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Tuesday, 11 September 2012
Page: 10211

Mr WYATT (Hasluck) (16:24): I want to acknowledge the comments of the member for Hindmarsh. I have worked with him on a committee and I have always found him to be a fair man, but sometimes we can make mistakes in the way that we present an argument. To attack individuals and not the issue takes us away from the debate that has to be had in respect of asylum speakers. Fearmongering as a terminology is not helpful, because—

Mr Georganas: We've had the debate since 2000!

Mr WYATT: Let me say that we have not really had the debate, because there are philosophical positions that people bring into this chamber based on personal biases and viewpoints. In the electorate, when I doorknock, I find that people express very strong views about the way in which they see the government as being inactive in protecting the borders of Australia. I recently sent out Hasluck's biggest survey, to every home in my electorate—there are over 94,000 registered voters and approximately 130,000 people living within the electorate. What came back from thousands of respondents as the single significant issue was the lack of border protection that the government has created. In the discussions I have when I am door knocking, people tell me that they do not set aside the humanitarian considerations for individuals who try to escape countries that are torn by war or are ripped about by the rife of what occurs within a society. What they do not like is those who queue-jump, those who pay significant money to people smugglers. They find that galling in the sense that they themselves come from overseas and are seeking family reunions. Many of them have said: 'I don't have an issue with New Australians or with people coming to this country, but I want my families chances to be considered equally in that context.'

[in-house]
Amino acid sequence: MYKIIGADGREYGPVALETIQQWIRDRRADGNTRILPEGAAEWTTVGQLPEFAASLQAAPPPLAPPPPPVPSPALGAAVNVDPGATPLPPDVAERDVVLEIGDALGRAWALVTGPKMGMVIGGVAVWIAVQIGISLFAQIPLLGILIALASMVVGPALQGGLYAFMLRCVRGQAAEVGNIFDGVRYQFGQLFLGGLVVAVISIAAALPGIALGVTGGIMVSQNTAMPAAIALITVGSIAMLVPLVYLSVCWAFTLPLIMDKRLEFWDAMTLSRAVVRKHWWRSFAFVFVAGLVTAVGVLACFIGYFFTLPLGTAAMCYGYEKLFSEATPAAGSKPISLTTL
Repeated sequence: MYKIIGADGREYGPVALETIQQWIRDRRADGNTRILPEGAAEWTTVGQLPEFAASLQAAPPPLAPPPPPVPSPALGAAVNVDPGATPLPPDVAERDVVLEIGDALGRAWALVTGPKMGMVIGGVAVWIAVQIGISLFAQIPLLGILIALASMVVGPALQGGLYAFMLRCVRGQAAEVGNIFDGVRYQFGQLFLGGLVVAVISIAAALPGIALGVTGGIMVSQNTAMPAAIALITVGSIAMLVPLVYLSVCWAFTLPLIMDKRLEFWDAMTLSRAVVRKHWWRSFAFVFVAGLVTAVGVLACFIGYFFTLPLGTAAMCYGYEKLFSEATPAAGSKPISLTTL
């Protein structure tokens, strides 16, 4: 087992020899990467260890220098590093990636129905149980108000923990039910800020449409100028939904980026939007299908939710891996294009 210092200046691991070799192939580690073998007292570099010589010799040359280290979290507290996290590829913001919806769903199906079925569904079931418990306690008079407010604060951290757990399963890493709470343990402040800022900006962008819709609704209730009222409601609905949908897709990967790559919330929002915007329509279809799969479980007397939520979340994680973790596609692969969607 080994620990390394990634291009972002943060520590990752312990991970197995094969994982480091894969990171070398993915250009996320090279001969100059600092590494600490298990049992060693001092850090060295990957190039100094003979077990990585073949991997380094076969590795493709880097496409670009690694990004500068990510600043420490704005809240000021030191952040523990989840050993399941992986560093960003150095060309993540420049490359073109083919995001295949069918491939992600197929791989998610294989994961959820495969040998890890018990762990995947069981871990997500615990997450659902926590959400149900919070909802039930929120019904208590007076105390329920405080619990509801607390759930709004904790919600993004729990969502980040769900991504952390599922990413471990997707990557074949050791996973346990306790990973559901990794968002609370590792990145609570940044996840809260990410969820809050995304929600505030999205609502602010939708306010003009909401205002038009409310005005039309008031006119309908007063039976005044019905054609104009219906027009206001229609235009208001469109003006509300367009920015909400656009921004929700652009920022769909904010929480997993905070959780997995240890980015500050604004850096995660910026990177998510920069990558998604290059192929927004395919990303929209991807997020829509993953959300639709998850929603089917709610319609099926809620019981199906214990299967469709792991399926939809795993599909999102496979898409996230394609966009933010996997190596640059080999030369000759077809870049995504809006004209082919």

They are angry about the lack of border controls. They have expressed the viewpoint that our navy has become a taxi service. They say that each time they pick up a newspaper or turn on the television they hear that another distress signal has been sent from another ship within the borders of Indonesia seeking aid from the Australian Navy. They find that equally frustrating, because there are many reasons for this. But it is of particular concern to a lot of people who are struggling to pay the bills or who find it hard to rent a house or have their children's needs catered for that Australia can take so many of these people at a large cost to the Australian taxpayer and not do more to look after our own first. Many of the families I have talked to were post-war migrants, who talk about the fact that when they came here they were given assistance but they had to make the effort to acquire a working knowledge of English and to fit into the workplace.

Four years ago, the Rudd-Gillard government overturned policies that were proven to work. That is evident from the figures at the end of the Howard government's term. Since then we have had a reversal of that. Senator Evans made the comment, and recently reaffirmed the fact, that he was immensely proud of one of his first decisions, which was to remove the three-tiered approach the Howard government had in place. Since then, as I said, we have had 22,000 illegal immigrants, in excess of 1,000 deaths at sea, a battering of Australia's international reputation and a $4.7 billion budget blowout. This was all avoidable. Sometimes when governments get it wrong they have the opportunity to remedy the impacts of decisions they have made about the way in which they have delivered programs and services. It is not hard to swallow your pride sometimes and say, 'We've got it wrong. We made the wrong decision. What we want is a bilateral approach. We will consider the options that are put before us.'

I acknowledge that the Houston report has a lot of merit. There are elements in that report that augur well for the possibility of seeking a joint parliamentary approach. However, there also have to be those factors that discourage the people smugglers, who trade on the fact that if you get somebody here they will not necessarily be returned.